The devaluing of working class (women’s) ways of thinking, doing and being includes a devaluing of their ways of feeling. The term ‘emotional capital’ was coined by Helga Nowotny in 1981 and Reay (2004: 60) explains that it is a variant of social capital ‘generally confined within the bounds of affective relationships of family and friends and encompasses the emotional resources you hand on to those you care about’. She notes that it is women who are expected to deal in emotional capital, balanc­ing and attending to the needs of family members in particular. However, she makes the point that not only ‘positive’ emotions profit families; for example, a mother’s anger might spur children on to better educational achievement (Reay, 2004: 62—3).Yet emotional capital is not equally distributed. Despite no evidence of real class difference in emo­tional involvement with children, for instance (Reay, 2004: 65), the difficult conditions of working class women’s lives may make it more difficult for them to ‘supply’ emotional capital. The ‘costs’ of supplying that capital in terms of time, energy and conflict management, may be ones they are unable to meet. Discourses are again seen as important, because middle class practices of trading emotional for cultural capital (such as deciding long stressful journeys are acceptable to send a child to a ‘good’ school) are represented as normal. Reay found working class parents tended to put the emotional well-being of the child first, which in comparison to the middle class norms can look naive. Although Bourdieu recognizes that such misrecognition can constitute symbolic violence, and therefore do damage, he provides little discussion of the affective dimensions of class.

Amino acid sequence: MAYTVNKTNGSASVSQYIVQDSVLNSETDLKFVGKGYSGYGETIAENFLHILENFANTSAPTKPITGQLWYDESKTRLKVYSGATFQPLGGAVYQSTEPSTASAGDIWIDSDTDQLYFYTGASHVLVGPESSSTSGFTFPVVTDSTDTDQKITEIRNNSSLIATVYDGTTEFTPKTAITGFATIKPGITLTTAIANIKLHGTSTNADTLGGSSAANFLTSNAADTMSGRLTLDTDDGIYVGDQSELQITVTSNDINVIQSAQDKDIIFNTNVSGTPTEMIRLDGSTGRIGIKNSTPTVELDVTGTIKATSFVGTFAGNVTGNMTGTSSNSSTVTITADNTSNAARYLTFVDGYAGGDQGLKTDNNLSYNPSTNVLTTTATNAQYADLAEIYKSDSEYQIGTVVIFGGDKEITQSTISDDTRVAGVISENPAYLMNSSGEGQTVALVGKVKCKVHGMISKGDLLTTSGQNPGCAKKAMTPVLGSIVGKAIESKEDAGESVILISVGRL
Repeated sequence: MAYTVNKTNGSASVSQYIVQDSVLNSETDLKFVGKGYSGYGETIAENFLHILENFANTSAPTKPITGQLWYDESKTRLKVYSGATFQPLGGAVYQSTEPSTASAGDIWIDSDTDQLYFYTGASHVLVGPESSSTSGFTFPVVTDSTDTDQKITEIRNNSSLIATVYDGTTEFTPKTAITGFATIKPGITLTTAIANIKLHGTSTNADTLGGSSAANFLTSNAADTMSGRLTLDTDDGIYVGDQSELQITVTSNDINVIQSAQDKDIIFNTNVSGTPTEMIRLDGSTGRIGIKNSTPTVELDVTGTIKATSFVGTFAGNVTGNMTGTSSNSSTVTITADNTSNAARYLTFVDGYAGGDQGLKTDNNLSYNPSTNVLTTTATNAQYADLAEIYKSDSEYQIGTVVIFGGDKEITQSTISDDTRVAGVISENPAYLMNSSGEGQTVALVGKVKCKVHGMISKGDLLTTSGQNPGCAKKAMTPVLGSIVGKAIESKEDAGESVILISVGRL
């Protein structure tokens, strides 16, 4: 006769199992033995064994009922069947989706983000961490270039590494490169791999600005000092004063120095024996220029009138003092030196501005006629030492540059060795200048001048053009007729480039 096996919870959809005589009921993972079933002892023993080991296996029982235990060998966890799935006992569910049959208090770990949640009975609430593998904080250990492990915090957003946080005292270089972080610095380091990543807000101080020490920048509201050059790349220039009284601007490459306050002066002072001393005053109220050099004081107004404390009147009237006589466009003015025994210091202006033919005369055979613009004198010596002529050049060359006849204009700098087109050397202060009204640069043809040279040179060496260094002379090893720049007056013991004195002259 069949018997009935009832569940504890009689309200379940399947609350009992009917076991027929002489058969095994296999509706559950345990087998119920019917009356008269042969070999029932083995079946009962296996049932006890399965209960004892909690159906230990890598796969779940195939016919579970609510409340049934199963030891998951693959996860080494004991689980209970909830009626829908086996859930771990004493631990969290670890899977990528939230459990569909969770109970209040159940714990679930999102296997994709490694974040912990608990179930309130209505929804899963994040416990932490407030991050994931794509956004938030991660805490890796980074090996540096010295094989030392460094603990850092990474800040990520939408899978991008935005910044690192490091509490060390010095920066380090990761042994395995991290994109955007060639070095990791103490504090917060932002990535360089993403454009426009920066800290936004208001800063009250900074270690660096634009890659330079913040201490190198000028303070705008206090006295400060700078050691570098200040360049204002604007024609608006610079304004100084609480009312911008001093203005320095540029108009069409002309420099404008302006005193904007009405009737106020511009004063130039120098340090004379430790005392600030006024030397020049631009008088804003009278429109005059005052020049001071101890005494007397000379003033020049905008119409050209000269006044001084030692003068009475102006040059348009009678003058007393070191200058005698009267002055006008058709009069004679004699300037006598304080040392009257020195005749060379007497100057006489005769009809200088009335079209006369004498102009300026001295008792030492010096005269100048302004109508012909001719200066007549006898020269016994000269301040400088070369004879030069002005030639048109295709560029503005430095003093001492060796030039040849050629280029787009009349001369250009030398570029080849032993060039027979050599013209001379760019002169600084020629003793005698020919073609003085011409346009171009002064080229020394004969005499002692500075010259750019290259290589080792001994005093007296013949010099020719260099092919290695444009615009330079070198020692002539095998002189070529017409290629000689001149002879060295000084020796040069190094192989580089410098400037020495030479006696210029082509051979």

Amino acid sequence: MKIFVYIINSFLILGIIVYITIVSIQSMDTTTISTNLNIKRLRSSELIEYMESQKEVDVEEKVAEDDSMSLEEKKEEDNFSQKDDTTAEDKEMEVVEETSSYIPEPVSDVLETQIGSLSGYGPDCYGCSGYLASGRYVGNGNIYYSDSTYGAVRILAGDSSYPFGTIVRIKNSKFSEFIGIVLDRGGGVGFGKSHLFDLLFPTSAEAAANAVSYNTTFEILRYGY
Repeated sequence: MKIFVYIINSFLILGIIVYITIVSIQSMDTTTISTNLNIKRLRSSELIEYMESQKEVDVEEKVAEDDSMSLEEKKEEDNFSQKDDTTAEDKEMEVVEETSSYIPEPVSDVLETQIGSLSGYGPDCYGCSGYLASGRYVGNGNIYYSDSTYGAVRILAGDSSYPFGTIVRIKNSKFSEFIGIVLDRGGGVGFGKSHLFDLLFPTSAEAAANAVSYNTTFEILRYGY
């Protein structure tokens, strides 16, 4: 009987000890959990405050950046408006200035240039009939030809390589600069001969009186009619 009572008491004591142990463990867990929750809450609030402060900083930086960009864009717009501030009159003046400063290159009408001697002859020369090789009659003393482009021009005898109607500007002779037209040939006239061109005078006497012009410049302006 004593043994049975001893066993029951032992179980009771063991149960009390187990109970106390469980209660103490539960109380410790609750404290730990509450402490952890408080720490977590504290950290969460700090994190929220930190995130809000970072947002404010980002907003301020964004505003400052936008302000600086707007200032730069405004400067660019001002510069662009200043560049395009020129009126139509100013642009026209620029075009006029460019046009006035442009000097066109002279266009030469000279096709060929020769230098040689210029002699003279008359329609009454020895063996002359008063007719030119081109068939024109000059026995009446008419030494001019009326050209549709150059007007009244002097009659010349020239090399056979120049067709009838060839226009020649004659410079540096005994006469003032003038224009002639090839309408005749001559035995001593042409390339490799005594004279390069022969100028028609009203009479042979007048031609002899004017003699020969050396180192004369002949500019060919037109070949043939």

The reproduction of class in gendered ways, physically (see Hall, 2000; Hunter, 2002) and emotionally (see Skeggs, 1997), hurts. Although explor­ing the ‘hidden injuries of class’ (Sennett and Cobb, 1972) is not new, Skeggs offers an understanding of these injuries in gendered terms. Recently she has argued that the white working class woman is seen as lacking moral value, as repellent and repulsive, and sexually unrestrained. As a figure she is

used to demarcate what lies beyond the moral limits of ‘respectable’ society, although the form of this figure has changed somewhat:

Shifting the emphasis from the 1980s political rhetoric, which figured the single mother as the source of all national (British) evil, we now have the loud, white, excessive, drunk, fat, vulgar, disgusting, hen-partying woman who exists to embody all the moral obsessions historically associated with the working class now contained in one body, a body beyond governance. (Skeggs, 2005: 965)

Such representations cause substantial problems for working class women in terms of constructing and regulating a self. Skeggs s work keeps firmly in view the pain of being thought ‘shit in comparison with them’ (quoted in Skeggs, 1997: 92).Thus she provides a keen sense of the ‘emotional politics of class’ (Skeggs, 1997: 75) and the integral part gender plays in these politics. The perceived unworthiness of working class femininity is a crucial marker within the all important hierarchies of ‘taste’ or value that reproduce class. For Skeggs (1997: 10) femininity can be thought of as a form of cultural capital which can be used and resisted in different ways. Yet this cultural capital cannot readily become symbolic capital.